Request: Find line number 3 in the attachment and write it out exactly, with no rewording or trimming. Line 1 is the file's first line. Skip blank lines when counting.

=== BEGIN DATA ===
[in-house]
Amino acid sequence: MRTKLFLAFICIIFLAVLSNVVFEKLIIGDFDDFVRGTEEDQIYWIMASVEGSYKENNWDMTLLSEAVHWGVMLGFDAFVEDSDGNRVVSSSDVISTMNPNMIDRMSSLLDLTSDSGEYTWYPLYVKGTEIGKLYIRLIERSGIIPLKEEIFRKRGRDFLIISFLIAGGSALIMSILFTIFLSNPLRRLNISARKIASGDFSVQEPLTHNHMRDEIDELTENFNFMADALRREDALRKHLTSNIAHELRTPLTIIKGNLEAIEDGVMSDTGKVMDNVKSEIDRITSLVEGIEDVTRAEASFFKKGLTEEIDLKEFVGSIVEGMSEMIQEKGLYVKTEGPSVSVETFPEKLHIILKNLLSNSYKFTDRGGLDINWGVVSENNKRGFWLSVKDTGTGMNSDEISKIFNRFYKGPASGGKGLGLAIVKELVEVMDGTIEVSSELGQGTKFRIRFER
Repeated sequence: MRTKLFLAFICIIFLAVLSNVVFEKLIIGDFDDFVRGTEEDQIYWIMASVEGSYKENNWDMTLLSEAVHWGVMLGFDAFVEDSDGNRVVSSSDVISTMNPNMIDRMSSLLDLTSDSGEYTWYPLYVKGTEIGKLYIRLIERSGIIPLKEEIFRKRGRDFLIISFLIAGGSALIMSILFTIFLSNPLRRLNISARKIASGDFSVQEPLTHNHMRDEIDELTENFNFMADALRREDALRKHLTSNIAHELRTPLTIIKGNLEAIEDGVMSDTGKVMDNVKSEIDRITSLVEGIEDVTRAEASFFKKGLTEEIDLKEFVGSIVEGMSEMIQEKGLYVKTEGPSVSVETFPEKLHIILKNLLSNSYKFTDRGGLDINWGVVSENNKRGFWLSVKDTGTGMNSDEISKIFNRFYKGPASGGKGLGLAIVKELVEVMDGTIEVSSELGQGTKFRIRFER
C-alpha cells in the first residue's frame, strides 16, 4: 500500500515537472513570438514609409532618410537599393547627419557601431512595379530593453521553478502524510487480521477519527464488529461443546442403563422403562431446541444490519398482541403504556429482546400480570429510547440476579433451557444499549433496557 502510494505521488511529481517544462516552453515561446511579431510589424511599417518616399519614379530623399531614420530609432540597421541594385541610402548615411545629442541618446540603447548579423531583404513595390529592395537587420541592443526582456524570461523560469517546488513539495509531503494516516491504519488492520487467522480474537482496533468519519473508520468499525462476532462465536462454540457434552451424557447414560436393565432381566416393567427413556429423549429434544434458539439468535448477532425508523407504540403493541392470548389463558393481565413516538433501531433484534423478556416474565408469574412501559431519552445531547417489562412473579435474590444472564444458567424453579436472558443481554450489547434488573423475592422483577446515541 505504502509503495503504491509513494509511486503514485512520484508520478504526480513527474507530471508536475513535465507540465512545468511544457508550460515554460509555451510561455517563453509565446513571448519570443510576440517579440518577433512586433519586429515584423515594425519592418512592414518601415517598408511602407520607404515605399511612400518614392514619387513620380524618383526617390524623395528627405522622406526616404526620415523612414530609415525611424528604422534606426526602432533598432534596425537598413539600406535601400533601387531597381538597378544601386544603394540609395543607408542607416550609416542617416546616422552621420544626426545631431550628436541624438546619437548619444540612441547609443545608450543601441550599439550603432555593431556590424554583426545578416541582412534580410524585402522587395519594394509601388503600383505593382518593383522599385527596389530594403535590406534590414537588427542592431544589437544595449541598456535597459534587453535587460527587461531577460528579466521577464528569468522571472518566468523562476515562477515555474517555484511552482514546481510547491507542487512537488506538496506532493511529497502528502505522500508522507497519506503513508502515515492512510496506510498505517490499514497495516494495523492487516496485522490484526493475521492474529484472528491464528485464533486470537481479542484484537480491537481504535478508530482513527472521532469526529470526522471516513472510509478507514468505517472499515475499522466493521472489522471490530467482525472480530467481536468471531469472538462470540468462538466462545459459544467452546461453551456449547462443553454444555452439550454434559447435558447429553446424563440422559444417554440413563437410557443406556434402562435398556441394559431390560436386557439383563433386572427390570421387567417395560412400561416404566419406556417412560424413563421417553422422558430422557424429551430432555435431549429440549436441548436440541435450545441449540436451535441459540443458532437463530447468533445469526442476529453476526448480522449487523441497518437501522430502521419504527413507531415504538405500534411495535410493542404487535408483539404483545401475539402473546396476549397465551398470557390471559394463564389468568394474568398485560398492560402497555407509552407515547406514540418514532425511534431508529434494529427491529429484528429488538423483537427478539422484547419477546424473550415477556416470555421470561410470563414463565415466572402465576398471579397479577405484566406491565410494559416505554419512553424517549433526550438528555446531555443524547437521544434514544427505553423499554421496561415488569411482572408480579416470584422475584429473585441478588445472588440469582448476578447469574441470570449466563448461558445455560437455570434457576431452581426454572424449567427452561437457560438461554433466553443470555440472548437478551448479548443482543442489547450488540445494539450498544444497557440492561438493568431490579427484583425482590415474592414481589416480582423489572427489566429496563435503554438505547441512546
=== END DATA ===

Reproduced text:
Repeated sequence: MRTKLFLAFICIIFLAVLSNVVFEKLIIGDFDDFVRGTEEDQIYWIMASVEGSYKENNWDMTLLSEAVHWGVMLGFDAFVEDSDGNRVVSSSDVISTMNPNMIDRMSSLLDLTSDSGEYTWYPLYVKGTEIGKLYIRLIERSGIIPLKEEIFRKRGRDFLIISFLIAGGSALIMSILFTIFLSNPLRRLNISARKIASGDFSVQEPLTHNHMRDEIDELTENFNFMADALRREDALRKHLTSNIAHELRTPLTIIKGNLEAIEDGVMSDTGKVMDNVKSEIDRITSLVEGIEDVTRAEASFFKKGLTEEIDLKEFVGSIVEGMSEMIQEKGLYVKTEGPSVSVETFPEKLHIILKNLLSNSYKFTDRGGLDINWGVVSENNKRGFWLSVKDTGTGMNSDEISKIFNRFYKGPASGGKGLGLAIVKELVEVMDGTIEVSSELGQGTKFRIRFER